A COVID-19 resurgence and the trust factor
Why We Wrote This
COVID-19 is on the rise in countries that have reopened their economies – even where the virus had been eliminated. For democratic governments, trust could play a central role in making any reimposed restrictions stick.
People in Tel Aviv, Israel, take part in a silent disco event wearing headphones and dancing on the pavement on June 4, 2020. Some businesses have reopened under a host of new rules, following weeks of shutdown due to COVID-19.
June 24, 2020
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By Ned Temko
As governments worldwide open up their economies and loosen restrictions on daily life, the number of new COVID-19 cases is rising.
The authorities are counting on one of two factors to keep the rise under control: trust or fear. Some democracies, whose leaders have built up a cushion of public trust, can hope with some confidence that people will accept reimposed restrictions. Authoritarian governments know citizens fear the consequences of disobedience. What about democratic leaders who don’t enjoy much public trust?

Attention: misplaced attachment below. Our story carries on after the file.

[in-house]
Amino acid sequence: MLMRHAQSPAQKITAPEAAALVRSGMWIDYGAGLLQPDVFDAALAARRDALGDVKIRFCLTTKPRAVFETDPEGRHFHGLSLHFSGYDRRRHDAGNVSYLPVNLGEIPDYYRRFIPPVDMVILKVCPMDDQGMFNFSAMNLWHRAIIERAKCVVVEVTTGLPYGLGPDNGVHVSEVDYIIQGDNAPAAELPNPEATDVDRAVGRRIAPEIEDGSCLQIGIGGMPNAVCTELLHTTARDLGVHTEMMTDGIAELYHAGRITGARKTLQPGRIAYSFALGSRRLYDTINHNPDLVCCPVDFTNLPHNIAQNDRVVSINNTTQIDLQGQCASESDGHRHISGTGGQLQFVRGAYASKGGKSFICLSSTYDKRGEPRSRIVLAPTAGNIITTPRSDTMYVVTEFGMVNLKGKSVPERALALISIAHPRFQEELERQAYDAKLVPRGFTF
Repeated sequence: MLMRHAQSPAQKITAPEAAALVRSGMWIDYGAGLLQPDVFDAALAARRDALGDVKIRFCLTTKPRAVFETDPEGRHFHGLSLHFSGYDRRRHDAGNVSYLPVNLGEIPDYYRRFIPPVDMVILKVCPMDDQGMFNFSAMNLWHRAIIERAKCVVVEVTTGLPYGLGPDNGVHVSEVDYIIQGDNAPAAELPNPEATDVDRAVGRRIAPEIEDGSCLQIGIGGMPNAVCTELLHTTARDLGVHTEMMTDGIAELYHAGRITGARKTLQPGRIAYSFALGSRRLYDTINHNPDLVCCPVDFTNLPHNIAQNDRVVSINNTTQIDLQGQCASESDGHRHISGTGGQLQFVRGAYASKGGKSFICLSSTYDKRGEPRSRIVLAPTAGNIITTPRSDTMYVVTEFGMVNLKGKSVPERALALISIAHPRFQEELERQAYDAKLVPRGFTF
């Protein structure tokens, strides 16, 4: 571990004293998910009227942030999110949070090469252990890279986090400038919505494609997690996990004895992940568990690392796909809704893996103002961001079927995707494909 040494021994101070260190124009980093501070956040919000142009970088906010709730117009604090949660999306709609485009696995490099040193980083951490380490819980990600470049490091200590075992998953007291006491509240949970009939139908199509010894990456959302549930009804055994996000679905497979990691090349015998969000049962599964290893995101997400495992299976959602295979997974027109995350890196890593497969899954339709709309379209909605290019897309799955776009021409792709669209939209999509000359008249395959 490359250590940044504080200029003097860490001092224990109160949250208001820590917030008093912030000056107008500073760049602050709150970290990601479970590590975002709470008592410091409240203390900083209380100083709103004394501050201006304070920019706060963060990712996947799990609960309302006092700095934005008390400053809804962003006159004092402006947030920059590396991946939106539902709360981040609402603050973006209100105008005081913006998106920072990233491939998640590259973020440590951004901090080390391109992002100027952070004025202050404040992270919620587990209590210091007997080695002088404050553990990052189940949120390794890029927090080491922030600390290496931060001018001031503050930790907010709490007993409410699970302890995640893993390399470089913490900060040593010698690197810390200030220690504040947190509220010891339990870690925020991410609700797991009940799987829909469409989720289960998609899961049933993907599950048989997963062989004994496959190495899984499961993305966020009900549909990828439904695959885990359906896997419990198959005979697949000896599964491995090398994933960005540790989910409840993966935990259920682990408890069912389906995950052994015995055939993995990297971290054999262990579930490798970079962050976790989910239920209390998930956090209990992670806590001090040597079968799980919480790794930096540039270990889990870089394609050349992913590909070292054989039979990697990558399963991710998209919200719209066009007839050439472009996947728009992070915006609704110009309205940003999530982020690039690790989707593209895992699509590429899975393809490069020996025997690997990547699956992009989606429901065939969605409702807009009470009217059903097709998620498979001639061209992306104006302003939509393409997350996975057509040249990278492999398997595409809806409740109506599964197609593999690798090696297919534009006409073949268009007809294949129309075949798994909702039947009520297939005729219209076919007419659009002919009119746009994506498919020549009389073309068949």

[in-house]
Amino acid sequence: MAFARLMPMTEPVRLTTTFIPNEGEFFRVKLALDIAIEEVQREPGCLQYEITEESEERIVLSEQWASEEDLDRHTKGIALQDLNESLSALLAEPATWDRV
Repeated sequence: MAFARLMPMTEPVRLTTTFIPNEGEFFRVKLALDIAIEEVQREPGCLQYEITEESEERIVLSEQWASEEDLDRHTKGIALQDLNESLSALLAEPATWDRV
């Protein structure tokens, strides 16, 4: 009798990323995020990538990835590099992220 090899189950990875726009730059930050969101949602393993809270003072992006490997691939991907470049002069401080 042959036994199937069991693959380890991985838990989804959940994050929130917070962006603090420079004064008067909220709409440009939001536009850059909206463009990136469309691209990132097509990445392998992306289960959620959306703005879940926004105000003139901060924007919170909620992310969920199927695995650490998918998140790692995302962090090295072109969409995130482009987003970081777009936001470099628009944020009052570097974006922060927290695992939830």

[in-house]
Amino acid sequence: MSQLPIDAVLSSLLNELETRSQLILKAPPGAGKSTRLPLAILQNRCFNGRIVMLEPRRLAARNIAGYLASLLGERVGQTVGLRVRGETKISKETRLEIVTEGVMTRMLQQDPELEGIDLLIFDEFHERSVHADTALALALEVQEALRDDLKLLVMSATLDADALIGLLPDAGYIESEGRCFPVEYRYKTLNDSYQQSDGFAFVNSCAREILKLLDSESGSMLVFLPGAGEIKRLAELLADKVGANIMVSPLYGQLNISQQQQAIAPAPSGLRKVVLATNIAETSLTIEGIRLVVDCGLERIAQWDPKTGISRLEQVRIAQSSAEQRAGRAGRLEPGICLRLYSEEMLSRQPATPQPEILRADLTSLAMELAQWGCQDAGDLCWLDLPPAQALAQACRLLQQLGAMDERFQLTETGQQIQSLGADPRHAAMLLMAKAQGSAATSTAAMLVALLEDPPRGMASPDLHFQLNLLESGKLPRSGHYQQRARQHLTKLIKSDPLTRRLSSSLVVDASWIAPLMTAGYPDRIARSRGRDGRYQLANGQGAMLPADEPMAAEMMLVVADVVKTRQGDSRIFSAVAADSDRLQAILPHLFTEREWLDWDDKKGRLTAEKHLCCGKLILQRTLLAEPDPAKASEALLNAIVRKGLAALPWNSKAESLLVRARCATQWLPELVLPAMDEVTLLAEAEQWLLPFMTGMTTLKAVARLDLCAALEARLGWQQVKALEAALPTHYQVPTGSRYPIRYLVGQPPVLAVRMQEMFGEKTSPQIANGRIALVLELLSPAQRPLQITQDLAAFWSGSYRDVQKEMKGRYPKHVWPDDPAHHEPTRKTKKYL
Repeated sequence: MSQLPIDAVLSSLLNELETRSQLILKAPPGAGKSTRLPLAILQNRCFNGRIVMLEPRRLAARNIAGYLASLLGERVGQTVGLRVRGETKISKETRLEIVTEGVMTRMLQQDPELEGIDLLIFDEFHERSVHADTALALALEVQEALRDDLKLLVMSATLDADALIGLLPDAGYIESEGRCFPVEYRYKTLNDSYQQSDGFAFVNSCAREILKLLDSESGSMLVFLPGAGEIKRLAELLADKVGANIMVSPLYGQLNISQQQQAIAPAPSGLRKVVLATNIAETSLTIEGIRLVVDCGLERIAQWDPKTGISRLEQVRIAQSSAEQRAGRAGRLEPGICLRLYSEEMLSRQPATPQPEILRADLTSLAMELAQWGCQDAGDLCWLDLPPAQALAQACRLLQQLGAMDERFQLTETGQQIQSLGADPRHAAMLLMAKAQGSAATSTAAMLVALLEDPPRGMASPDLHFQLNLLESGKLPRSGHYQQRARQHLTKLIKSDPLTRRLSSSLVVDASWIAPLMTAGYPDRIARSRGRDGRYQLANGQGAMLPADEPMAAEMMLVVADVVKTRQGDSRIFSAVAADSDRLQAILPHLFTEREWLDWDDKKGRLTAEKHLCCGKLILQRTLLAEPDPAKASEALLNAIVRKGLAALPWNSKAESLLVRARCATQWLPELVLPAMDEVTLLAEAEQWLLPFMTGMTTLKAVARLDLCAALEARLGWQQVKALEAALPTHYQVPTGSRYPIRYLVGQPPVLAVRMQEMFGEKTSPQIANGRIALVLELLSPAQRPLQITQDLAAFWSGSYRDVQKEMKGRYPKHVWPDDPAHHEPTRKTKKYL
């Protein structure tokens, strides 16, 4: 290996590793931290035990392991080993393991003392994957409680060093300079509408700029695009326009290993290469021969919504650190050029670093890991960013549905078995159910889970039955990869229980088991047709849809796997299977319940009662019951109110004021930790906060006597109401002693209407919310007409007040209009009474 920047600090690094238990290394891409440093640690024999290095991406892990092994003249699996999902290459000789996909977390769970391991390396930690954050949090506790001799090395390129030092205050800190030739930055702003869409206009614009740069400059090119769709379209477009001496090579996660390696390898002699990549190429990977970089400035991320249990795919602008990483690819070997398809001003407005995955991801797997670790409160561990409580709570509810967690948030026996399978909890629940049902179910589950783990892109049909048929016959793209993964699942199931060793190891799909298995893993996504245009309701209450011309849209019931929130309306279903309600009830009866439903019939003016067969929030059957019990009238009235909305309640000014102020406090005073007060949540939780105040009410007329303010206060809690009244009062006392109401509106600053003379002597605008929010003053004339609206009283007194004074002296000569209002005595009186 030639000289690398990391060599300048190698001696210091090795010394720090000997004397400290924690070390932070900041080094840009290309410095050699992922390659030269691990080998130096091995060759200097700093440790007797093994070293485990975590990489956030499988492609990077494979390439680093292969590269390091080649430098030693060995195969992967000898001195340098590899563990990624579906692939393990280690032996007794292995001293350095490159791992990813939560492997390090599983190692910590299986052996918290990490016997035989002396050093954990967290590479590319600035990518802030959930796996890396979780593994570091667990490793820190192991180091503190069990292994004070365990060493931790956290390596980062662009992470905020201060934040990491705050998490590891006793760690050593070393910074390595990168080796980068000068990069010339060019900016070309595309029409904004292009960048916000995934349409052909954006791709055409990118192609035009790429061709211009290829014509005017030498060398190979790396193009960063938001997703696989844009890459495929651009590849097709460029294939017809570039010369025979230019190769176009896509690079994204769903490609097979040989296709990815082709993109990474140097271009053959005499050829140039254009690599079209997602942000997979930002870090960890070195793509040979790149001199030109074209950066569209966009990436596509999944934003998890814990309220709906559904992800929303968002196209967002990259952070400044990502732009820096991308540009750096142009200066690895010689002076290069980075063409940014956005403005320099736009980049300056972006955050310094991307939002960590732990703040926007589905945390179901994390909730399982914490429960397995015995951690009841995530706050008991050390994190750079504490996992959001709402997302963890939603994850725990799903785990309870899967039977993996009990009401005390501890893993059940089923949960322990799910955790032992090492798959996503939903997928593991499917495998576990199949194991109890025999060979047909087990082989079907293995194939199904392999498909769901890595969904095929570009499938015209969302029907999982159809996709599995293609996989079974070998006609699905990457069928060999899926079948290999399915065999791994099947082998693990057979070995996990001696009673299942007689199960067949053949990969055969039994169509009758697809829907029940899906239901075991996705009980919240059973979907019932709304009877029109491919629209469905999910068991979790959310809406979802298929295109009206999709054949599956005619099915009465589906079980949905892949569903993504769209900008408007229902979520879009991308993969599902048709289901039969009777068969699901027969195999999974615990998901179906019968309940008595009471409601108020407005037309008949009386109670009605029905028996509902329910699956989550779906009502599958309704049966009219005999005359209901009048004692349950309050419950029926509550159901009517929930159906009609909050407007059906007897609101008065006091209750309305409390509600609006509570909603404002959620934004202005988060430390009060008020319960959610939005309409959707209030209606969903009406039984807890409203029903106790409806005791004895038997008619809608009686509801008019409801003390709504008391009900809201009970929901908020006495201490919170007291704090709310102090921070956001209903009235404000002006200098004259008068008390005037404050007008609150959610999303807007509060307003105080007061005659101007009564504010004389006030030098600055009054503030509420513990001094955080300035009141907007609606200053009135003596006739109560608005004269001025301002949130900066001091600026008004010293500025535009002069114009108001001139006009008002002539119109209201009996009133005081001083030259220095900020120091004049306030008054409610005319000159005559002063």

On one end of the spectrum, New Zealand’s premier, Jacinda Ardern, won enough confidence from her handling of the first COVID wave not to have suffered much from its reappearance after the country was declared virus-free.
At the other end, the Chinese government knows that it can enforce hermetic lockdowns on whole neighborhoods of the capital, now that the virus has sprung up again only days after Beijing was declared free of COVID.
In between, in countries such as the United States and Britain, where trust has declined, a big question is looming. If the authorities feel the need to reimpose lockdowns, can they make them stick?